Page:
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Media Reports: Ivy League votes to postpone sports in the fall semester, including wrestling

By Various media outlets | July 08, 2020, 5:36 p.m. (ET)

Numerous national media are reporting that the Ivy League voted to postpone sports in the fall semester of 2020, becoming the first NCAA Div. I conference to take this action.

This would affect the wrestling teams in the Ivy League, which has a high-level of competition including nationally ranked teams and athletes. Ivy League colleges with wrestling include Cornell, Princeton, Penn, Columbia, Brown and Harvard.

The Ivy League has not yet put out an official statement on this decisionon its media platforms.

ESPN: Ivy League rules out playing all sports this fall
by Heather Dinich


The Ivy League has ruled out playing all sports this fall, executive director Robin Harris told ESPN on Wednesday, marking the first major college decision about the status of fall sports amid the coronavirus pandemic.

No decision has been made about winter or spring sports or whether fall sports could be played in the spring of 2021.

Student-athletes will be allowed to practice on campus, in modified form.

Read entire ESPN article

Bloomberg.com: Ivy League First in Division I to Scrap Sports Competition
by Janet Lorin


The Ivy League is canceling sports competition for the upcoming semester because of health concerns about the coronavirus pandemic, becoming the first Division I conference in the U.S. to scrap football.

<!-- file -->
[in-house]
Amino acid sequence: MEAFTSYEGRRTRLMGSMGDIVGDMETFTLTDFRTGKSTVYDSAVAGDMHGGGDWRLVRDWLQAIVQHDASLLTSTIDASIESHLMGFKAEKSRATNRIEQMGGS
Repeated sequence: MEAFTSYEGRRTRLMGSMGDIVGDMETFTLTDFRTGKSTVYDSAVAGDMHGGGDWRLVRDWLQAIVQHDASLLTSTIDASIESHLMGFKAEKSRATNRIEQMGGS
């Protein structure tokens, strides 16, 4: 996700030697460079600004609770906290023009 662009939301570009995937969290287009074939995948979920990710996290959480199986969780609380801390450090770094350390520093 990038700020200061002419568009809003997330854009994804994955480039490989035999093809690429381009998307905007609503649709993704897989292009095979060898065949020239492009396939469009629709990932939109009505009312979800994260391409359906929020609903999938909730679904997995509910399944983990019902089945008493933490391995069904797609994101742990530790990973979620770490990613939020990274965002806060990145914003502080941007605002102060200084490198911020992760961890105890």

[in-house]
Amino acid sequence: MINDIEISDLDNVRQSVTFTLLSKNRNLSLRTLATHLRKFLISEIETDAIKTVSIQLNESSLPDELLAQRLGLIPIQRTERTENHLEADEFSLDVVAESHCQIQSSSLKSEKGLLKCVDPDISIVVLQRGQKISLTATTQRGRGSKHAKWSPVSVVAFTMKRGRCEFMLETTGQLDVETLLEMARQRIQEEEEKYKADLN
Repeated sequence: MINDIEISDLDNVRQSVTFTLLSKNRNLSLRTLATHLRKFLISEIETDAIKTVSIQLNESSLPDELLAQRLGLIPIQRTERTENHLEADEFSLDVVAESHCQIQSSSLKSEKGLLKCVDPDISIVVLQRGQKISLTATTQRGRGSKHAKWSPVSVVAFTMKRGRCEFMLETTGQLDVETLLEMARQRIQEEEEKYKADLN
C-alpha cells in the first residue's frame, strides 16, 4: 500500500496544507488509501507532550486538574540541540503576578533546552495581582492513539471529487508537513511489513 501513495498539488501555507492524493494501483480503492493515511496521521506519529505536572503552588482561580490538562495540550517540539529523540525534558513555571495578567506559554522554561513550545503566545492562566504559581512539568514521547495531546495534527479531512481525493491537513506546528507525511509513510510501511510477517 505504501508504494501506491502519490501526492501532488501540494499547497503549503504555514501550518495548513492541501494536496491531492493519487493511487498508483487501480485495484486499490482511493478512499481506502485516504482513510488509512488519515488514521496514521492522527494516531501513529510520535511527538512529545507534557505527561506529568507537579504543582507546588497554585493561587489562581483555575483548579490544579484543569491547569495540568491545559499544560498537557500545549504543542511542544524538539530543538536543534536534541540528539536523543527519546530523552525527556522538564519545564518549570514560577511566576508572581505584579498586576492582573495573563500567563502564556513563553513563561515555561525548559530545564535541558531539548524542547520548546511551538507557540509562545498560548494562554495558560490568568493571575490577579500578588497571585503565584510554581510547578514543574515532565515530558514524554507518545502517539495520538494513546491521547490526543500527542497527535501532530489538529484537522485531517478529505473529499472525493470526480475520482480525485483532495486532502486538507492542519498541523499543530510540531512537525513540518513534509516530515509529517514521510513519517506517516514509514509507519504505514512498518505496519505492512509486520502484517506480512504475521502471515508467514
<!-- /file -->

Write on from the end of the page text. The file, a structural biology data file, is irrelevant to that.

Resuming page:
The conference, whose eight members include Harvard University, Yale University and Princeton University, made the move Wednesday, according to a person with knowledge of the matter. The decision will affect not only fall sports, including soccer, but winter sports also played in the semester, such as basketball. The league is still open to the possibility of spring competition.

The decision follows similar pullbacks by smaller schools such as Bowdoin, Williams and Morehouse colleges, a contrast to the large universities that haven’t announced plans and regularly draw tens of thousands of fans.

U.S. colleges are presenting their plans for the semester that begins in August or September, instituting steps for the safe return of students. They’re also deciding whether it’s too risky to resume the high-contact sport of football, which can bring in sizable revenue for a school and the surrounding area while subsidizing athletic programs that don’t make money.

Read entire Bloomberg article

SI: Report: Ivy League Won't Play Any Sports in 2020; No Date Set for Return

The Ivy League voted on Wednesday to postpone all fall sports, with no date set for resuming the conference's athletic events, per TMG Sports' Mark Blaudschun.

The conference hopes it can move fall sports to the spring, including football, per The Athletic's Dana O'Neil. CBS Sports' Jon Rothstein added on Wednesday that the Ivy League "will not entertain any sports being played until after January 1."

Winter sports such as college basketball, which is scheduled to begin nationwide in early November, are likely to see their calendars shifted as a result of the Ivy League's decision.

Read entire SI article